If You Find a Spotted Lanternfly in Your Yard, This Is What to Do
The spotted lanternfly is invasive and it's taking over in the U.S. Here's how to get rid of this pest and its eggs.
Have you seen spotted lanternflies on your patio, in the garden or crawling on your vegetable plants? They look pretty harmless with their spotted wings of tiny red and white dots. But boy, can they do some damage!
These pests are invading this summer and causing alarm far and wide as they go after neighborhood trees, gardens, farms and orchards nationwide. Not all products that keep bugs away will kill spotted lanternflies, so here’s how to tackle them effectively.
What Is a Spotted Lanternfly?
The spotted lanternfly first appeared in the U.S. in 2012. This invasive insect attacks plants and agriculture in states like Pennsylvania, New York, Virginia, Delaware and Maryland, and it’s spreading quickly in large numbers.
Why Are Spotted Lanternflies Bad?
The spotted lanternfly makes outdoor recreation unpleasant. It gives off a sap that wilts and curls leaves, causing dieback in established trees, vines, crops and other plants. When these insects feed, they excrete a sugary substance called honeydew that leads to the growth of an unsightly black mold.
Smothering, squishing and stomping these pests offer varying degrees of success. I know one fellow gardener who showed no mercy, employing a vacuum! Normally, killing creatures in the garden and yard goes against everything I believe in. But … this is war.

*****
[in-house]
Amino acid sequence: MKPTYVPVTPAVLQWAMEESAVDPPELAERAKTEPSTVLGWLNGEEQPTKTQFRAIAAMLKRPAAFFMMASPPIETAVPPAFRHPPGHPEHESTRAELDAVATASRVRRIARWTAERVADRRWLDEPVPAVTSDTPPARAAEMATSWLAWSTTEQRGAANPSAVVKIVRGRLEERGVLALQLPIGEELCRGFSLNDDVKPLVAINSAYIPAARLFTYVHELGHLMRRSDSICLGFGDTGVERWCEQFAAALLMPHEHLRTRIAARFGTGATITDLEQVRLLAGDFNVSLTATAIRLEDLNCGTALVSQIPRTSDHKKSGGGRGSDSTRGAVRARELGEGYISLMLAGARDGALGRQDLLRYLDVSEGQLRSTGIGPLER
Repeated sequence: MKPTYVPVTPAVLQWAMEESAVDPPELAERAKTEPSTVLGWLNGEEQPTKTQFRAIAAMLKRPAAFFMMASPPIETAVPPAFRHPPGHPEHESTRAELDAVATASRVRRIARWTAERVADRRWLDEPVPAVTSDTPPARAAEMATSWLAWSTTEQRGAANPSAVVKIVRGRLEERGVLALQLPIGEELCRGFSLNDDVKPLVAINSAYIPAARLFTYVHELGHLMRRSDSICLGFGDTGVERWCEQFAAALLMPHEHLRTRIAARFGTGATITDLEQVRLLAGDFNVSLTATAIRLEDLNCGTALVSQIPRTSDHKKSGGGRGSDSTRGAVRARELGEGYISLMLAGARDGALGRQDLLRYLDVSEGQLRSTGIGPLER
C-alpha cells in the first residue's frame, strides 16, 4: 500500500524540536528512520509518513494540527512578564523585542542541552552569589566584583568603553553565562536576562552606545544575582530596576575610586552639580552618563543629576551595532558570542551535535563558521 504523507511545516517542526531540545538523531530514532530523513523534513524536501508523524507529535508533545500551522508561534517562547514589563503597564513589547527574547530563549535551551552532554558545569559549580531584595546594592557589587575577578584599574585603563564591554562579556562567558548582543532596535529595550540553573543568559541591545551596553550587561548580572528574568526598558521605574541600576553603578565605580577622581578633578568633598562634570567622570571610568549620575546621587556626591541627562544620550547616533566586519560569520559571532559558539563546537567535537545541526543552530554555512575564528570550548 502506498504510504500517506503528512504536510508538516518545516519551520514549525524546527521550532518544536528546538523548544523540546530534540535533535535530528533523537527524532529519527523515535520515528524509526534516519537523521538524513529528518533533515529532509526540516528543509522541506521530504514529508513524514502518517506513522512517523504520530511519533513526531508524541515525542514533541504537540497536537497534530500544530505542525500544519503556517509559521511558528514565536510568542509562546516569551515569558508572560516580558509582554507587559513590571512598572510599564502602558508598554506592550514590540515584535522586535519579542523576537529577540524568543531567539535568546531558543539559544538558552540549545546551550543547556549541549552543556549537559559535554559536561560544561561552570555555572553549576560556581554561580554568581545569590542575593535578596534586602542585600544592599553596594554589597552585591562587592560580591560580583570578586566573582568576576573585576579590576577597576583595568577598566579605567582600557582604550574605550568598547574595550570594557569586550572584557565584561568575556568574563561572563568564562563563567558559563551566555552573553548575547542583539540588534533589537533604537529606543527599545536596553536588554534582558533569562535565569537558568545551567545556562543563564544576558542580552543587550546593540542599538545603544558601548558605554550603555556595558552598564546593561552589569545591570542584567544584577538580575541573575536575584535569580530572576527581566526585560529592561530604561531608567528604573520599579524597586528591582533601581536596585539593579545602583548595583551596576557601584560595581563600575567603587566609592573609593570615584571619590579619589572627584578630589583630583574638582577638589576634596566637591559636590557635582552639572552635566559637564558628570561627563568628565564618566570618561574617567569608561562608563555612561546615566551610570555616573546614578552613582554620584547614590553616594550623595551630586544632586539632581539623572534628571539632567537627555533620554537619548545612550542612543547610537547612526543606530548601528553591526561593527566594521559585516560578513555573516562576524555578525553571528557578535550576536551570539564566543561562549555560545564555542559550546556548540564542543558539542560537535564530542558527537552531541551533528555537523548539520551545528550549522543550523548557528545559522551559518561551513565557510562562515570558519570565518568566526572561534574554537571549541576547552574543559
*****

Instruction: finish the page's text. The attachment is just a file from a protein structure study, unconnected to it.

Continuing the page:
What Do You Do When You Find a Spotted Lanternfly?
Squish the bugs
Many kids will tell you squishing an unwanted insect is the best way to kill it. The kids are right! Experts recommend an “If you see it, squish it,” approach, according to a recent ABC News report.
One savvy student figured out the perfect squish. This New Jersey teen investigated the pests under a microscope she got from her school’s science department. She concluded it’s most effective to step on the head and avoid the wings.
Spray with vinegar
Vinegar, a natural insect repellent, works without damaging plants and growth in the garden. White vinegar in a spray bottle will kill lanternflies almost instantly. You can also use neem oil to eliminate these bugs on contact.
Capture in a bottle
Trap the lanternflies in an empty plastic water bottle. Hold the bottle over the lanternflies and they’ll find their way in. When you’ve captured enough of them, place the bottle in the freezer to kill them.
Use a shop vac
Some people report success with a shop vac and liquid soap. The soap and water in the reservoir will help trap the lanternflies and kill them. Be sure to dispose of the dead bugs in a sealed plastic bag.
Scrape away the eggs
Killing the eggs means getting rid of the future source of problems. This is a really important part of the battle!
As fall approaches, be on the watch for spotted lanternfly egg masses. They resemble brown patches on outdoor surfaces like trees, fence posts, railings, garden walls and rocks.
If you spot egg masses, use a credit card to scrape them into a zip-close bag with a little rubbing alcohol. This will kill the bugs on contact. You can also try hand sanitizer or bleach.
Unfortunately, when you find a tree covered in bugs, there are most likely others nearby in the area. Stay vigilant!